There’s a nauseating, confusing whirlwind that comes with this episode. Its face value conclusion is that Reggie is actually a crazy person; a burned out government employee who had a nervous breakdown and created a false reality for himself where he was part of Mulder and Scully’s adventures, based on illegal surveillance he did while at the NSA. But there are a few wrenches thrown into those works. First, Skinner recognizes Reggie after he’s taken away, implying that, in some capacity, he did spend time working for the FBI. Second, Mulder actually meets the famous Dr. They, who shames Mulder for never uncovering his conspiracies and reveling in how he’s been hiding in plain sight and how this new post-truth reality suits the whims of people like him.

Like any good X-Files episode, it leaves things up to interpretation. Maybe there’s an aura of truth to the insanity that Reggie is spewing. Maybe he actually is just a crazy person who happened to stumble on a few nuggets of information, and confused Skinner by hanging out around the office for a few weeks. We’ll never actually know. But the true merit of this episode isn’t the possibility that this show’s reality has been retroactively modified, or that it’s somehow become tangled with some parallel dimension. It’s the meta-narrative of what it has to say about the show, and how it twists the concept so a guy like Fox Mulder can exist in a world where people like that don’t really exist anymore, and where people more out there than he ever was have nationally syndicated radio shows.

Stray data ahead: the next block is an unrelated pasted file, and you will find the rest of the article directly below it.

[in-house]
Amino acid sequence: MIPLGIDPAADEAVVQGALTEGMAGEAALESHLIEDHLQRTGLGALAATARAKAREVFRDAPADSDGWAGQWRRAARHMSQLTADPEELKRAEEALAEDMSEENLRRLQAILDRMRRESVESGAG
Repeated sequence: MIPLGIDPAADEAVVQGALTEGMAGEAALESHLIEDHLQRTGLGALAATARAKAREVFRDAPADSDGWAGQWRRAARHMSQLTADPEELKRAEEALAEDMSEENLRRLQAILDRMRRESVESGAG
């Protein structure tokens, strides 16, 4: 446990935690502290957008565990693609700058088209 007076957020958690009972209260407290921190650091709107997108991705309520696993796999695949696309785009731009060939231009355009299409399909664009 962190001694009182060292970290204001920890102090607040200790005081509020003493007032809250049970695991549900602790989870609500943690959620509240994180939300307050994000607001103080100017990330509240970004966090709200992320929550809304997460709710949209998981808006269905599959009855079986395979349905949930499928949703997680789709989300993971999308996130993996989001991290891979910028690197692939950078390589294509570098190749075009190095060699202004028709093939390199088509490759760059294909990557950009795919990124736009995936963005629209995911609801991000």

“Forehead Sweat”, along with “Were-Monster”, are the mid-life existential crises of an aging FBI agent and the aging writers that are trying to keep him relevant. They publicly posit the question of whether or not any of this matters anymore, they tongue-in-cheekily have something to say about the current state of affairs in the United States, and they do it with a style that most other writers only wish they could pull off. “Forehead Sweat” is a visually stunning episode with perfect set choices, hilarious montages and flashbacks, and more one-liners than you can shake a stick at. The weird statues in the park where Mulder meets Dr. They, the props in the store that Reggie visits, the adult Mulder head on the kid’s body, the knock-off Twilight Zone episode, it’s all just so great, and so delightful at a time where it’s truly unclear whether this show has these kinds of episodes left in the tank.